The Detroit Lions will have to wait to end another one of their highly-publicized road losing streaks. A trip to the desert would prove impossible and befuddling again, as mistakes and offensive inconsistency prevented Detroit from beating the Arizona Cardinals.
Arizona jumped out to a fast 14-0 lead behind a pair of touchdowns from Michael Floyd, and the Lions didn’t know it at the time, but those scores would hold up all afternoon. Without a consistent offensive output, a pair of field goals didn’t help, nor did nine penalties. Though the defense stemmed the tide, Detroit’s hunt was a miserable 14-6 failure thanks to a sputtering offense.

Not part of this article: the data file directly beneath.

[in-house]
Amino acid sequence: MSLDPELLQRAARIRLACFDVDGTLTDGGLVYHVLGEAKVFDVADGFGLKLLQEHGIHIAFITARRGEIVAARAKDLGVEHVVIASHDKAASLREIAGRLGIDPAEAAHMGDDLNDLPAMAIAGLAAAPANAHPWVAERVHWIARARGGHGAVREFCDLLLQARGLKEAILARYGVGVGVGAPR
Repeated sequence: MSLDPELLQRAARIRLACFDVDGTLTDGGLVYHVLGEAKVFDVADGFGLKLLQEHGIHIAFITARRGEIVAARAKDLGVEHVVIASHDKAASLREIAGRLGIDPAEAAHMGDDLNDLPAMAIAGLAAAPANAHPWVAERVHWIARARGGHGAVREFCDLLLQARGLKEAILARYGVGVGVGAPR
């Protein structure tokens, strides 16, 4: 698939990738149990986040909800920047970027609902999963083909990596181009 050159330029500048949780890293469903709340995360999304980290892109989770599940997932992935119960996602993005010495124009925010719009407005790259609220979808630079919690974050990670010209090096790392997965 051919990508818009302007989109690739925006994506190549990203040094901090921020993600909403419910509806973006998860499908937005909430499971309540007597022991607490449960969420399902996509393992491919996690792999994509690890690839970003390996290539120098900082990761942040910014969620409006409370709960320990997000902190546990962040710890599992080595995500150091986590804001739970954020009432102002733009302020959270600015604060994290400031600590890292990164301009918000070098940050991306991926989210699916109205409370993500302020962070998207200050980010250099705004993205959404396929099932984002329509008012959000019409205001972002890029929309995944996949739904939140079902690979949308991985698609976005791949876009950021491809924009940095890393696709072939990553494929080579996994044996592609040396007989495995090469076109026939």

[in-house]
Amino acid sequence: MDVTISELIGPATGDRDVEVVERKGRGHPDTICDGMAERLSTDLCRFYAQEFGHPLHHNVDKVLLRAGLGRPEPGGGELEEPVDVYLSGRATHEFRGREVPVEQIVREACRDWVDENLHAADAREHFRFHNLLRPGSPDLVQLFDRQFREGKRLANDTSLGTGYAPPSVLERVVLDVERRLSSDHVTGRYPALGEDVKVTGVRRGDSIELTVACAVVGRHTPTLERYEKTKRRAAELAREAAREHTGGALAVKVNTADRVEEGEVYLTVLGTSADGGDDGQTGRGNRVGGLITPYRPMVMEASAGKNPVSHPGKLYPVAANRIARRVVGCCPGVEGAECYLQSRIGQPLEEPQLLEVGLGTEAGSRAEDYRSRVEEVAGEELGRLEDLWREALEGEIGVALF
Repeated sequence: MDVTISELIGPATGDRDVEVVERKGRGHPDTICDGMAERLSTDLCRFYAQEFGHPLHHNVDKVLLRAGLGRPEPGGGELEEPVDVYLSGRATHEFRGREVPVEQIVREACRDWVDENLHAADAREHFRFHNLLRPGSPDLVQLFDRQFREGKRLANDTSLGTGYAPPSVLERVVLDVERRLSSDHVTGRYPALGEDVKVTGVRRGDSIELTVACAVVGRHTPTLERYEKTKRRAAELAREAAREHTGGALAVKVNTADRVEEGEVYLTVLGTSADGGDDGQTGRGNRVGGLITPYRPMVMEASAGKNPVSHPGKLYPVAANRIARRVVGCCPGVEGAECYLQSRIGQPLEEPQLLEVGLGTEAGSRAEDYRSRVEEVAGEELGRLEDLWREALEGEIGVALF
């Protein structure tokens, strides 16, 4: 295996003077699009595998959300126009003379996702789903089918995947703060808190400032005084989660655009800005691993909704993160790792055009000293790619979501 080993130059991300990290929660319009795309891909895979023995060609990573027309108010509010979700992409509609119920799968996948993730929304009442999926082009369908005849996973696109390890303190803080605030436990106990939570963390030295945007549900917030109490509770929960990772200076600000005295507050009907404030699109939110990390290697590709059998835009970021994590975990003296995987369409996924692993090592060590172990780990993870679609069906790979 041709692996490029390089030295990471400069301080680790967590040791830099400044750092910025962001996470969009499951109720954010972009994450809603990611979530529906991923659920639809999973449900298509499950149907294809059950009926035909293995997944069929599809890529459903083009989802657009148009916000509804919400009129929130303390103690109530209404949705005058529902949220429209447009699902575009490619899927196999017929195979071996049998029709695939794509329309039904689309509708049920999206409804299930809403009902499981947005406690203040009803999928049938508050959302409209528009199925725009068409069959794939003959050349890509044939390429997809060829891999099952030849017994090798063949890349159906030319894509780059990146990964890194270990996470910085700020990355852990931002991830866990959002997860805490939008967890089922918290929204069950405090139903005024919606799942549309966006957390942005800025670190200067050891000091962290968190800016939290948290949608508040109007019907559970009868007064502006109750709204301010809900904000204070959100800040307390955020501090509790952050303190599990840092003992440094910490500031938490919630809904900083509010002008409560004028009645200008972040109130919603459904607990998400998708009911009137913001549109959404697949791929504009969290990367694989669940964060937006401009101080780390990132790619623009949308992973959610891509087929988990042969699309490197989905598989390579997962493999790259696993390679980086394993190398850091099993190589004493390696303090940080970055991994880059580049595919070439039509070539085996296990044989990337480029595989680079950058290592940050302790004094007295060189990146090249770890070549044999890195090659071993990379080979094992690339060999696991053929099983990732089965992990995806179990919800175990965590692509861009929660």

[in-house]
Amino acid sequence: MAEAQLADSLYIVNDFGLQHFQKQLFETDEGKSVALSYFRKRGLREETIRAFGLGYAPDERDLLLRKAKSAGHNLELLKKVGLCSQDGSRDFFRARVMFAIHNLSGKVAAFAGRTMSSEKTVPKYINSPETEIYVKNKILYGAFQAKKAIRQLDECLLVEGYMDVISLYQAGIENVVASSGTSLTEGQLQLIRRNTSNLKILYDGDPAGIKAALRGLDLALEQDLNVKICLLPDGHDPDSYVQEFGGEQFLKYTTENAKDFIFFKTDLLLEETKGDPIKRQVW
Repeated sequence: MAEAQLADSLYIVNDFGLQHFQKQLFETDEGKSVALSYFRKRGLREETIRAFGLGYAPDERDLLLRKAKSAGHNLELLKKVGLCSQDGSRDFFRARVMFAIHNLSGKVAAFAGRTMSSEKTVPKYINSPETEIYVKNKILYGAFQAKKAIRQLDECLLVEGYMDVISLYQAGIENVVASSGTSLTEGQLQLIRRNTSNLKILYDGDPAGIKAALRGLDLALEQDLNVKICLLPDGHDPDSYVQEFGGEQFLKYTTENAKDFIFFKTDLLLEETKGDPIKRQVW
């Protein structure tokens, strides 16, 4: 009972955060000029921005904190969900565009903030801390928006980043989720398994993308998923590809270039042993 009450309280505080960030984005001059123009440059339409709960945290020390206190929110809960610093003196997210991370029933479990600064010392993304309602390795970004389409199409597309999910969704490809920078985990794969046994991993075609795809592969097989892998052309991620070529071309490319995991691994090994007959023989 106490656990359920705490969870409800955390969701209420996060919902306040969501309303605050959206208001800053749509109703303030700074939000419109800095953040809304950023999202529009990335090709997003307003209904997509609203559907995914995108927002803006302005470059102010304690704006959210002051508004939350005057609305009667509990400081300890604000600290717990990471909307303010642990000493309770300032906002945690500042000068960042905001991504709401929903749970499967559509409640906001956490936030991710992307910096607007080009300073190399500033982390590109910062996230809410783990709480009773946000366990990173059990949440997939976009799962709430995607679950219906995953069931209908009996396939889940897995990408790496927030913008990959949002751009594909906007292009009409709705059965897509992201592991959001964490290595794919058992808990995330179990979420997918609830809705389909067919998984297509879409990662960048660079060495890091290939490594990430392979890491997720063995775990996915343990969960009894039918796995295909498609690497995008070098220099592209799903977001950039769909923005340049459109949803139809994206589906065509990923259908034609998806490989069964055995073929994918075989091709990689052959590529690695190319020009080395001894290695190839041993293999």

Once again, the birds used their home field advantage to beat the cats. What else did we learn Sunday? Here’s this week’s rundown.
Discipline Problems Returned. Detroit had done such a wonderful job avoiding their typical mistakes, but Sunday, they came back in a big way with a barrage of penalties. Some may or may not have been legitimate, but Detroit cannot put themselves in a position to win racking up 80 yards on nine penalties. Rob Sims incurred a significant personal foul call, and rookie Eric Ebron made a foolish offensive pass interference mistake. Late in the game, Detroit even received a call for taunting the Arizona sideline despite trailing. Yes, that actually happened.